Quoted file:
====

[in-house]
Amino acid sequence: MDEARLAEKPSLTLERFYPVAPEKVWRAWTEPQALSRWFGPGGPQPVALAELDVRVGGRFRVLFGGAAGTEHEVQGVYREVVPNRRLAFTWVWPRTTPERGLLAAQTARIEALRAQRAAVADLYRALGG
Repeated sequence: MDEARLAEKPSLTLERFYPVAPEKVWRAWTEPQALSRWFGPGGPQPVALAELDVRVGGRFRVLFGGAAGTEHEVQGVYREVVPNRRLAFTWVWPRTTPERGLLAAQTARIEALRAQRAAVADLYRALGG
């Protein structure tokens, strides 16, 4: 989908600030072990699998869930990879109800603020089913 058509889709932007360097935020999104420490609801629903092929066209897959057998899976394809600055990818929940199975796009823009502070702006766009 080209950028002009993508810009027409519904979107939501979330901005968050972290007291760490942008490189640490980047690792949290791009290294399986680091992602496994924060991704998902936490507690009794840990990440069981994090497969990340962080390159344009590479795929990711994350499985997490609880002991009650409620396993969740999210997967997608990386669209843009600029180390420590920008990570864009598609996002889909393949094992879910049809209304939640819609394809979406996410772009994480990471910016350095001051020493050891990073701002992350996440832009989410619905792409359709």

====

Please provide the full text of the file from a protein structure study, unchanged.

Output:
[in-house]
Amino acid sequence: MDEARLAEKPSLTLERFYPVAPEKVWRAWTEPQALSRWFGPGGPQPVALAELDVRVGGRFRVLFGGAAGTEHEVQGVYREVVPNRRLAFTWVWPRTTPERGLLAAQTARIEALRAQRAAVADLYRALGG
Repeated sequence: MDEARLAEKPSLTLERFYPVAPEKVWRAWTEPQALSRWFGPGGPQPVALAELDVRVGGRFRVLFGGAAGTEHEVQGVYREVVPNRRLAFTWVWPRTTPERGLLAAQTARIEALRAQRAAVADLYRALGG
């Protein structure tokens, strides 16, 4: 989908600030072990699998869930990879109800603020089913 058509889709932007360097935020999104420490609801629903092929066209897959057998899976394809600055990818929940199975796009823009502070702006766009 080209950028002009993508810009027409519904979107939501979330901005968050972290007291760490942008490189640490980047690792949290791009290294399986680091992602496994924060991704998902936490507690009794840990990440069981994090497969990340962080390159344009590479795929990711994350499985997490609880002991009650409620396993969740999210997967997608990386669209843009600029180390420590920008990570864009598609996002889909393949094992879910049809209304939640819609394809979406996410772009994480990471910016350095001051020493050891990073701002992350996440832009989410619905792409359709």